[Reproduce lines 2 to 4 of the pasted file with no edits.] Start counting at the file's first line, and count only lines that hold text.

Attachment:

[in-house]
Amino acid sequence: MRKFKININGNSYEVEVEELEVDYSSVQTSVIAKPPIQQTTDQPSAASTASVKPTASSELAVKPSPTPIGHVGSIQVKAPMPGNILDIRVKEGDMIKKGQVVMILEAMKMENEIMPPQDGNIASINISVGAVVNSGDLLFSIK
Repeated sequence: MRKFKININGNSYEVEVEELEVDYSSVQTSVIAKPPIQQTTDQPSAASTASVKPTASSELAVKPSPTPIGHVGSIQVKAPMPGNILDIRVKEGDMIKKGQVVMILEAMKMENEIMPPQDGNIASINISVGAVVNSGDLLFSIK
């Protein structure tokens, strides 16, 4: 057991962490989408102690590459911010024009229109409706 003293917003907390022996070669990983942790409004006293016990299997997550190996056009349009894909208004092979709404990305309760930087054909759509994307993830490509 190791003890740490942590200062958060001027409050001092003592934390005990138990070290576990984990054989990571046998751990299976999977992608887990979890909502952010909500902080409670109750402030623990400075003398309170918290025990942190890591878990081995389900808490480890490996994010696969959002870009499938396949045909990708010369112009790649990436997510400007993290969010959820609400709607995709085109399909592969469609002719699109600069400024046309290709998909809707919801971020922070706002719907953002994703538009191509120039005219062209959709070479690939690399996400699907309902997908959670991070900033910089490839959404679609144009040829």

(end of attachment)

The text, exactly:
Amino acid sequence: MRKFKININGNSYEVEVEELEVDYSSVQTSVIAKPPIQQTTDQPSAASTASVKPTASSELAVKPSPTPIGHVGSIQVKAPMPGNILDIRVKEGDMIKKGQVVMILEAMKMENEIMPPQDGNIASINISVGAVVNSGDLLFSIK
Repeated sequence: MRKFKININGNSYEVEVEELEVDYSSVQTSVIAKPPIQQTTDQPSAASTASVKPTASSELAVKPSPTPIGHVGSIQVKAPMPGNILDIRVKEGDMIKKGQVVMILEAMKMENEIMPPQDGNIASINISVGAVVNSGDLLFSIK
């Protein structure tokens, strides 16, 4: 057991962490989408102690590459911010024009229109409706 003293917003907390022996070669990983942790409004006293016990299997997550190996056009349009894909208004092979709404990305309760930087054909759509994307993830490509 190791003890740490942590200062958060001027409050001092003592934390005990138990070290576990984990054989990571046998751990299976999977992608887990979890909502952010909500902080409670109750402030623990400075003398309170918290025990942190890591878990081995389900808490480890490996994010696969959002870009499938396949045909990708010369112009790649990436997510400007993290969010959820609400709607995709085109399909592969469609002719699109600069400024046309290709998909809707919801971020922070706002719907953002994703538009191509120039005219062209959709070479690939690399996400699907309902997908959670991070900033910089490839959404679609144009040829």